One young man said that while he thought about voting, had a conversation about voting, and was presented with an opportunity to vote, he decided not to because he doesn’t feel like his vote matters.
For those who did cast a ballot in 2022, some said they see voting as a vehicle for change and characterized it as “all you have.” Many said it’s something their parents and families taught them to do. Others said that while they know voting won’t remedy all of their communities’ problems, they feel that it’s hypocritical to complain if they don’t vote.
‘It’s one thing to listen, but it’s another thing to take action’
The young people we spoke with in Roxbury felt similarly about protesting – many had joined the Black Lives Matter demonstrations in 2020. More had protested in 2020 than had voted in 2022.
Asked if the protests catalyzed change, they had mixed replies. While some said it made a difference “especially for our generation,” started a conversation, and got people in positions of power to listen, one young woman said, “it’s one thing to listen, but it’s another thing to take action.”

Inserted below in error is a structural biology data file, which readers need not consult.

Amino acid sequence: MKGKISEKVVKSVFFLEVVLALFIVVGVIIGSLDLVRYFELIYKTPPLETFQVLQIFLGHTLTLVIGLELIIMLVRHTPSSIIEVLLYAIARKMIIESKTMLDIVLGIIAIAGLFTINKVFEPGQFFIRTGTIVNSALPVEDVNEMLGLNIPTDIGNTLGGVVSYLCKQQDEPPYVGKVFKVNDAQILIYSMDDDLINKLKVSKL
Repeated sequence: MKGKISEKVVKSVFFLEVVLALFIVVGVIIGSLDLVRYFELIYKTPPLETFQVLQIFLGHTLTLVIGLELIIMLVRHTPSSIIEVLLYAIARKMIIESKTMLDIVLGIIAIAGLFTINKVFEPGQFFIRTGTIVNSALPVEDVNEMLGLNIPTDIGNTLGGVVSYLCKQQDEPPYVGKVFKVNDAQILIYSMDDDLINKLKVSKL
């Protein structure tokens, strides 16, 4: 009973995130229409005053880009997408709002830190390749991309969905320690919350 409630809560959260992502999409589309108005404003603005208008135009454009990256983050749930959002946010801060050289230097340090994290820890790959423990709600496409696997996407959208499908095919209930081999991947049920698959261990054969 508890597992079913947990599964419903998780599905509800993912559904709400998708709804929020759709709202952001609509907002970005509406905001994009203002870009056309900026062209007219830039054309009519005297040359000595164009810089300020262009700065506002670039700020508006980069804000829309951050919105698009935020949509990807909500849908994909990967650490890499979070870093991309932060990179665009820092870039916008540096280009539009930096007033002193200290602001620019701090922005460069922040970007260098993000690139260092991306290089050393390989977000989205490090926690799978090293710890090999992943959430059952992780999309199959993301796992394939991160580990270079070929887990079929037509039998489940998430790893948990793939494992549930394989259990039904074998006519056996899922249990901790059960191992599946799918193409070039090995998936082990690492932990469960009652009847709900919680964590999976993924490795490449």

Across the board, there was a desire for more action.
These conversations were dark – the young Bostonians shared their concerns over violence and mental health and feeling like even when they protest and vote, nothing in their community changes.
And yet, there was an overwhelming sense of resiliency, rooted in community, friendship, and camaraderie. Many said their hope for the future lies in "the youth." They know that while they’re going through it, they’re going through it together, and they are optimistic that it will get better for those who follow their lead.